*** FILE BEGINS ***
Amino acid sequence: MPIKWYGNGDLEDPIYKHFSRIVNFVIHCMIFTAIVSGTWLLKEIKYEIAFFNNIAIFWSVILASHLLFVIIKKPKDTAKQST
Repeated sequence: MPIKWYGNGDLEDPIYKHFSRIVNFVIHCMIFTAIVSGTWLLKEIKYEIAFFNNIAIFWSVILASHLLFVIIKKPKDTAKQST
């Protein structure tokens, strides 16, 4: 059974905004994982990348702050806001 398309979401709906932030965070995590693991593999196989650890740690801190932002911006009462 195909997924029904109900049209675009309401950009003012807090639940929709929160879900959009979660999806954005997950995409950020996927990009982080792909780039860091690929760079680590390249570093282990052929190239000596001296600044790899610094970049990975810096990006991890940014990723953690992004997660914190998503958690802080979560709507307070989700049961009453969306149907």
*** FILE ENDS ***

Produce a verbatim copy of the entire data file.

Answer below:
Amino acid sequence: MPIKWYGNGDLEDPIYKHFSRIVNFVIHCMIFTAIVSGTWLLKEIKYEIAFFNNIAIFWSVILASHLLFVIIKKPKDTAKQST
Repeated sequence: MPIKWYGNGDLEDPIYKHFSRIVNFVIHCMIFTAIVSGTWLLKEIKYEIAFFNNIAIFWSVILASHLLFVIIKKPKDTAKQST
């Protein structure tokens, strides 16, 4: 059974905004994982990348702050806001 398309979401709906932030965070995590693991593999196989650890740690801190932002911006009462 195909997924029904109900049209675009309401950009003012807090639940929709929160879900959009979660999806954005997950995409950020996927990009982080792909780039860091690929760079680590390249570093282990052929190239000596001296600044790899610094970049990975810096990006991890940014990723953690992004997660914190998503958690802080979560709507307070989700049961009453969306149907």